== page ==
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Health
1:09 pm
Wed November 14, 2012

Two More West Nile Deaths in Travis County (Updated)

Mosquito activity may finally be slowing down across Central Texas.
flickr.com/aesum

Update: Nov. 11, 1:09 p.m.:

Dr. Philip Huang is the Medical Director for Austin/Travis County Health and Human Services. He says there are still some people in the county who are very sick from the virus but he’s hopeful the death total won’t continue to rise.

Dr. Huang says it’s not clear if West Nile will be as big of a problem next year.

“This particular season with the warmer winter and then some of the spring rains seemed to be sort of the conditions that really promoted West Nile activity," Huang says. "So we don’t know how things are going to be next year. But I think there’s certainly some concern that there is going to be for the future continued increase in some mosquito activity and things in the Austin-Travis County area.”

Huang says the county has found mosquitoes testing positive for West Nile as recently as late October.

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Texas
7:12 am
Wed November 14, 2012

New Agency Head Appointed Amid Criminal Investigation

Howard Baldwin (left) stepped down as Commissioner of the Department of Family and Protective Services. John Specia, Jr. (right) will take his place.
Photos: Texas Health and Human Services Commission, Background Image: flickr.com/thomasletholsen

The Texas Health and Human Services Commission has appointed a new head of the Department of Family and Protective Services.

The previous commissioner resigned last week as an Abilene office of the department is under criminal investigation.

Abilene Police say employees at the Child Protective Services office were not cooperative in the investigation into a toddler’s death in August. Police believe some employees may have tampered with evidence.

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Medical School
2:20 pm
Thu November 8, 2012

Lawsuit Aims to Stop Certification of Medical School Vote

A scene from Prop 1's victory party. A legal battle is brewing over the ballot language for the medical school vote.
Kelly Connelly for KUT News

Travis County voters passed Central Health Proposition 1 this week, which increases property taxes to help bring a medical school to Austin.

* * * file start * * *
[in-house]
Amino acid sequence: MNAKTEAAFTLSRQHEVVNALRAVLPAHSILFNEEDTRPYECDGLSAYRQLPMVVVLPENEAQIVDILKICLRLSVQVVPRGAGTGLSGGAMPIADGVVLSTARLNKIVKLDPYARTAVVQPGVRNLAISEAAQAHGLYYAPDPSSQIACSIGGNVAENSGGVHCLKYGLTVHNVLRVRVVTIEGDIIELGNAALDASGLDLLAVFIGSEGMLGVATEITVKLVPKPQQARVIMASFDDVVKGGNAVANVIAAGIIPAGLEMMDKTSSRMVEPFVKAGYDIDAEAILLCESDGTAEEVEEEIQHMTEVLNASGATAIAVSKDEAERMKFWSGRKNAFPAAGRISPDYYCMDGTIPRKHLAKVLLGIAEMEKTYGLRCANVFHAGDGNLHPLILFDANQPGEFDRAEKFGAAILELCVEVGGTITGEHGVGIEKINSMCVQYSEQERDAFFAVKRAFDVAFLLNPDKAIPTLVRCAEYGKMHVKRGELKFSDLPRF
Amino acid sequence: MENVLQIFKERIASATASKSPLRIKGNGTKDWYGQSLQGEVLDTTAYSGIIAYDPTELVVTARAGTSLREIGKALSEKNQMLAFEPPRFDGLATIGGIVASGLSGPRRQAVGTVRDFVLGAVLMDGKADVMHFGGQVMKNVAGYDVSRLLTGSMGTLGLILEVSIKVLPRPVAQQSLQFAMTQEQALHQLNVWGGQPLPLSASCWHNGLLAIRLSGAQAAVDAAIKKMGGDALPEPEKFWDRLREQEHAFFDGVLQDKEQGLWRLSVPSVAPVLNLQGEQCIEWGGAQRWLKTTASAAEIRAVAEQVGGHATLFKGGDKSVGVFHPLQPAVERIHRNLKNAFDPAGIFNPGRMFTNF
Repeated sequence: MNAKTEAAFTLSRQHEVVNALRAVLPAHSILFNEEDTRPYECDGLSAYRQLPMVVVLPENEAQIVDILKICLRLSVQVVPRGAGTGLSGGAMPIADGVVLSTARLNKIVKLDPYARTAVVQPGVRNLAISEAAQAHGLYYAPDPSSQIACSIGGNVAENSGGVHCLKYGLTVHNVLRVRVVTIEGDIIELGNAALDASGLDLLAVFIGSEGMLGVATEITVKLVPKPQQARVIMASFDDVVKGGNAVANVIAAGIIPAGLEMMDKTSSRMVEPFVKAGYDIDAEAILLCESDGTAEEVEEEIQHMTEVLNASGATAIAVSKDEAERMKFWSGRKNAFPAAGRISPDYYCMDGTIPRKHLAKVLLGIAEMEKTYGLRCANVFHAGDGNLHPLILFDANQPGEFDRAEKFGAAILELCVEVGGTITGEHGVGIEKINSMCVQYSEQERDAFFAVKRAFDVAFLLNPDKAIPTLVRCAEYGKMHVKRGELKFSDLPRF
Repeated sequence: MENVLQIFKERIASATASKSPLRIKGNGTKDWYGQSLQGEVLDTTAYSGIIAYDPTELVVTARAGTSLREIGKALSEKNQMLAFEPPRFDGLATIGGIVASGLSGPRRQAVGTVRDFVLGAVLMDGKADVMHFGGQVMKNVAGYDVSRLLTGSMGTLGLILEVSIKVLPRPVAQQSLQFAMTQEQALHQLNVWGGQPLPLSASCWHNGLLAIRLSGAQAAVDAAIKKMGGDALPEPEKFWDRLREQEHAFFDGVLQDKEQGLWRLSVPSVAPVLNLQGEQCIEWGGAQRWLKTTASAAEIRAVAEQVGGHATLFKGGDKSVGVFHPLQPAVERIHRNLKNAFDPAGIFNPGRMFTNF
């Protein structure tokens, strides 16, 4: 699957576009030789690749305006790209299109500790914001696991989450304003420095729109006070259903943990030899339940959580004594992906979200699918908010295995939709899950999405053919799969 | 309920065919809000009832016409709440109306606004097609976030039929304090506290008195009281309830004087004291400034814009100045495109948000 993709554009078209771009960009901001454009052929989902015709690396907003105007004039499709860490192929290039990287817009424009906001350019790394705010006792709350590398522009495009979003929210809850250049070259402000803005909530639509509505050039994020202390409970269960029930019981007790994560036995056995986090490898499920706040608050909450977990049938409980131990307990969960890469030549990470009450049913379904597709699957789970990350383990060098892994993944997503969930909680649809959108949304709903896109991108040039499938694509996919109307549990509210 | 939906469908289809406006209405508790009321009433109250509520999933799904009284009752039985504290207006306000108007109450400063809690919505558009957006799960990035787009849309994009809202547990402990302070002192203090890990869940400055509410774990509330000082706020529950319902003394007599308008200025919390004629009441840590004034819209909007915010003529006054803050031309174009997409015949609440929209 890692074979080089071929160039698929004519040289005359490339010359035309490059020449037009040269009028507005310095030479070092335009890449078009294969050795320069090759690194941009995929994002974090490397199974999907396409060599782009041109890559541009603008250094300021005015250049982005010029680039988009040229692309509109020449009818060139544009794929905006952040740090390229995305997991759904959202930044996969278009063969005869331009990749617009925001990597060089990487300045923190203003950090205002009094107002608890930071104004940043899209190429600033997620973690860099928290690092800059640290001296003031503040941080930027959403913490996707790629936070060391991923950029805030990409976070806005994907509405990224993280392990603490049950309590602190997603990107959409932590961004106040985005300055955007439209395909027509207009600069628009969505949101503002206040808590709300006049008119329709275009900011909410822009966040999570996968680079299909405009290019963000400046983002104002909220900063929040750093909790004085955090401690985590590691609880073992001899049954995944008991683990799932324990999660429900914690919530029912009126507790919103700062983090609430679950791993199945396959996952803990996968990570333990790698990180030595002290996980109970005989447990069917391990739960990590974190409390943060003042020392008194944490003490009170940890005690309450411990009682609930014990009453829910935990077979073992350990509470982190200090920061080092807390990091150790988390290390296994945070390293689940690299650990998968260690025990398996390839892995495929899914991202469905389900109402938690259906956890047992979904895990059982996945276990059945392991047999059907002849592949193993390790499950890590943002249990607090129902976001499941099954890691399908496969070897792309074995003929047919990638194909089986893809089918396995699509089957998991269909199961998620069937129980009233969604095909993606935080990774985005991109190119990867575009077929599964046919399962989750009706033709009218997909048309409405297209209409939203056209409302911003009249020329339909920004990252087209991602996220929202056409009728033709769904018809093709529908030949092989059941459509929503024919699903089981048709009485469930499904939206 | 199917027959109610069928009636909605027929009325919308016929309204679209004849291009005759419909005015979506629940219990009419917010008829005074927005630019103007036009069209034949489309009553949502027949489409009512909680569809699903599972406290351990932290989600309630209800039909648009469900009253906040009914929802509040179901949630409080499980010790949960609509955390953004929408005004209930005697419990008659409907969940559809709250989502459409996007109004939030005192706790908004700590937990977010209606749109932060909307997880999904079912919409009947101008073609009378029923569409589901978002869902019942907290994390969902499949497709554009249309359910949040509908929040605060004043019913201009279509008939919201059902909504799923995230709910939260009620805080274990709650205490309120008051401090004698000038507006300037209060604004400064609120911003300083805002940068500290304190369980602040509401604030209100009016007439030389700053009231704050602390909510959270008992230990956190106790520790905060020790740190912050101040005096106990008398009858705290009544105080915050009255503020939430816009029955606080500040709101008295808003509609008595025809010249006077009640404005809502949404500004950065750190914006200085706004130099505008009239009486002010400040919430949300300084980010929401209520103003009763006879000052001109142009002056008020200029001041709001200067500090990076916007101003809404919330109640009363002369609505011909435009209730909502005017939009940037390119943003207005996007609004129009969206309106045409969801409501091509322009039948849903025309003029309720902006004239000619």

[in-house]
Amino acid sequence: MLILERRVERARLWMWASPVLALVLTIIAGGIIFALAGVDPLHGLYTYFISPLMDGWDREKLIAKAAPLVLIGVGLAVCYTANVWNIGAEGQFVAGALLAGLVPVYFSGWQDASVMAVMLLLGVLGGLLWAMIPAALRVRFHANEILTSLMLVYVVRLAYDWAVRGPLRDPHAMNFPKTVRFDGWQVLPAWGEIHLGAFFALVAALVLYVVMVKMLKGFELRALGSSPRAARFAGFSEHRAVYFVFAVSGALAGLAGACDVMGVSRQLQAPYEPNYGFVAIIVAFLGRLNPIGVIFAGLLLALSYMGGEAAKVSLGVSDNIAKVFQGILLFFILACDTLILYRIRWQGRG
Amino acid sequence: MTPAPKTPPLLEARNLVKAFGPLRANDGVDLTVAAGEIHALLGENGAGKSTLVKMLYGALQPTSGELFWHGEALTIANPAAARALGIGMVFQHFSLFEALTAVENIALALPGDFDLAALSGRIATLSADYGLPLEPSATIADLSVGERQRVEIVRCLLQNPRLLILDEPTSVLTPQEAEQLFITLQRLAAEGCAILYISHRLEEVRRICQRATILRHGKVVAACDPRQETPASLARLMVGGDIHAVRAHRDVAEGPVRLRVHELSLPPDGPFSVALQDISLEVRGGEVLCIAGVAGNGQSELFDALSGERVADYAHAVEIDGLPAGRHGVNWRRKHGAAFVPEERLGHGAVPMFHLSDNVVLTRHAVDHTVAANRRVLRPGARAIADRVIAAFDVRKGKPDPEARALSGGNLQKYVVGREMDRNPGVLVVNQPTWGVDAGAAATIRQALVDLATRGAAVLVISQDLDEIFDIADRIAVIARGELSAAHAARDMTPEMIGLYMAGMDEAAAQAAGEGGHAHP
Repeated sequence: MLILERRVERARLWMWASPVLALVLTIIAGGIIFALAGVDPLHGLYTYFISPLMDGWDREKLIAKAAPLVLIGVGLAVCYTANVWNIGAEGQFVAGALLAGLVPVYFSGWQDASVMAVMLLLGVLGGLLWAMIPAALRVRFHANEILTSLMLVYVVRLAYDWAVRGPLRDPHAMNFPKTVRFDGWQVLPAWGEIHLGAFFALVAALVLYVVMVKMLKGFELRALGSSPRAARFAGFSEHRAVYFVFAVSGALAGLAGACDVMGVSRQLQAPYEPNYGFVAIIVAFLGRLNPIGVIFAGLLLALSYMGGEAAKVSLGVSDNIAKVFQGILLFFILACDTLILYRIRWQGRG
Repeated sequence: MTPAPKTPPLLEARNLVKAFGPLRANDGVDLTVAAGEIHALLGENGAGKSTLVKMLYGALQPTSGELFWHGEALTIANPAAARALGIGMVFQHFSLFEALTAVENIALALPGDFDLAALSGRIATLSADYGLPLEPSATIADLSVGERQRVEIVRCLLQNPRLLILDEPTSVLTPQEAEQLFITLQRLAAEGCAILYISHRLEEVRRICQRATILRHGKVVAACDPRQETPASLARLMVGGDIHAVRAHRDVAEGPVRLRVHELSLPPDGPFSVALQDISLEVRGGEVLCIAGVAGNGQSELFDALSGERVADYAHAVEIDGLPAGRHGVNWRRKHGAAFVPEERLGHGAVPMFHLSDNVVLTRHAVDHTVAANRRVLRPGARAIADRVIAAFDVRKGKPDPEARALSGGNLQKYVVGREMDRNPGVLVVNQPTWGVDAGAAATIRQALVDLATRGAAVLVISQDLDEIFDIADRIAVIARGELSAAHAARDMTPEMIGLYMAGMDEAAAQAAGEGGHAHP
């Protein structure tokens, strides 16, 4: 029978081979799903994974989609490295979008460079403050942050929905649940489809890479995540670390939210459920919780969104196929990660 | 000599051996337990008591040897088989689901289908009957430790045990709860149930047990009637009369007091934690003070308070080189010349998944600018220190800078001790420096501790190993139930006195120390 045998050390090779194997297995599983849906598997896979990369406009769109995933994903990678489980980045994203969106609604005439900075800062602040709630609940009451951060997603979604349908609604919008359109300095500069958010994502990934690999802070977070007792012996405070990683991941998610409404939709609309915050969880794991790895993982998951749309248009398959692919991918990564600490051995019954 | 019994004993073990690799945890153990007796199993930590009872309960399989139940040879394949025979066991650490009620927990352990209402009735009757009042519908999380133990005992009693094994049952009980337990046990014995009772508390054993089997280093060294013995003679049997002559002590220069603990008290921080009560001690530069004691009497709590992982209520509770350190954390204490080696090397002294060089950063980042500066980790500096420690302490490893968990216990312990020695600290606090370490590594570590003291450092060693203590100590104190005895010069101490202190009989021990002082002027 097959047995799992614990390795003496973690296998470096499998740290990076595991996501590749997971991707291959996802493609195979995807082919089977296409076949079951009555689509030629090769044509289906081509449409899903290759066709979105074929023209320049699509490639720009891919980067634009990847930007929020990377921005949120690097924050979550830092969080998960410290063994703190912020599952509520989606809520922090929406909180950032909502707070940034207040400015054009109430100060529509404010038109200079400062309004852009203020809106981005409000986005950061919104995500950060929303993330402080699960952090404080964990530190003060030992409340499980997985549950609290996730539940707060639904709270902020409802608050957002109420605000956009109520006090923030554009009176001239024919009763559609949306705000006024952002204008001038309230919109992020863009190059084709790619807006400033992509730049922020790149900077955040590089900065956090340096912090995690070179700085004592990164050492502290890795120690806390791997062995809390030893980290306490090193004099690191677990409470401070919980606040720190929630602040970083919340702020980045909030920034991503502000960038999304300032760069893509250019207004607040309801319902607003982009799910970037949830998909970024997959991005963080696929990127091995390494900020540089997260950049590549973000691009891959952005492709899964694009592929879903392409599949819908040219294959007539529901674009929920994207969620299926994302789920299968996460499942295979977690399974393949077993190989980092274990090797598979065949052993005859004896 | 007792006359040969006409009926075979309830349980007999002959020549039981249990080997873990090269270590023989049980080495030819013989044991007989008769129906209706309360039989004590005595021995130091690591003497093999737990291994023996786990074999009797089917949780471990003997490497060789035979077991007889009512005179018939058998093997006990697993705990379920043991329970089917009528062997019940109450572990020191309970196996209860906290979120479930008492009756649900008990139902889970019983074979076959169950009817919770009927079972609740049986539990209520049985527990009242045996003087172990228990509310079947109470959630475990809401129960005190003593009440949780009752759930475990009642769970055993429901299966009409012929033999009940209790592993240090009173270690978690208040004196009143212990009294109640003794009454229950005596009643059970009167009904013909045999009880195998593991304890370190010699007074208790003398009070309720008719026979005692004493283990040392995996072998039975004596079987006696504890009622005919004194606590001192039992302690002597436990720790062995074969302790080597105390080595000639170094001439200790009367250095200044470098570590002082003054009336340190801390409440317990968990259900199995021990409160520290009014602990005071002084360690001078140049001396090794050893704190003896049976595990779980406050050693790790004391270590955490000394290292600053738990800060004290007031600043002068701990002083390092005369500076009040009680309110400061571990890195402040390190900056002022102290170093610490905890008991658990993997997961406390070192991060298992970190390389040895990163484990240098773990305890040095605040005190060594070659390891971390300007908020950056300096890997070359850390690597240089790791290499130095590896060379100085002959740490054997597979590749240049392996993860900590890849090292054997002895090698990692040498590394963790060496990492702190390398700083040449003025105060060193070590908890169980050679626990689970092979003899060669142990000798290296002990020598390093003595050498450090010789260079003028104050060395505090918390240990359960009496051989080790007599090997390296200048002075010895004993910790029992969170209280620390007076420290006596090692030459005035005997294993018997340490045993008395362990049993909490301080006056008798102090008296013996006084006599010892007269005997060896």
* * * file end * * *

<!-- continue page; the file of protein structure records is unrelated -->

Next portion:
But a group of citizens is trying to stop the vote from being certified or canvassed.

A lawsuit filed by the Travis County Taxpayers Union (TCTU) says the ballot language of Prop 1 was misleading and made promises that the health care district is not legally able to fulfill.

“We want a federal judge to agree with us that the misleading and illegal ballot language contributed to the victory of Prop 1 at the polls. So the point being, if they had told the truth, we thing the voting outcome would have been different,” Don Zimmerman, TCTU Treasurer, says.

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Women's Health
12:55 pm
Thu November 8, 2012

Planned Parenthood Seeks Temporary Injunction to Stay in Women's Health Program (Update)

Credit flickr.com/dogra, Lizzie Chen for KUT News

Update: Planned Parenthood received a temporary injunction against the state today. You can read more here

Original Post: Planned Parenthood is awaiting a judge’s ruling on their request to extend an injunction against the State of Texas banning its clinics from the Women’s Health Program. The program provides basic screenings and other health services for 130,000 low-income Texas women.

Texas is trying to enforce a law that says state money can’t go to clinics affiliated with abortion clinics. That would exclude Planned Parenthood, which has been the program’s largest provider.

Two weeks ago, Planned Parenthood won a temporary restraining order allowing its clinics to stay in the program. Now, Planned Parenthood is trying to extend the time its clinics can stay in the program.

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Health
12:38 pm
Wed November 7, 2012

With Obama's Victory, Health Law Stays On Track

In June, former Massachusetts Gov. Mitt Romney was making the case for the repeal of the administration's health law. With his defeat, the law is looking secure.
Charles Dharapak AP

Originally published on Wed November 7, 2012 11:58 am

After a shaky few years, President Obama's health care legacy looks secure.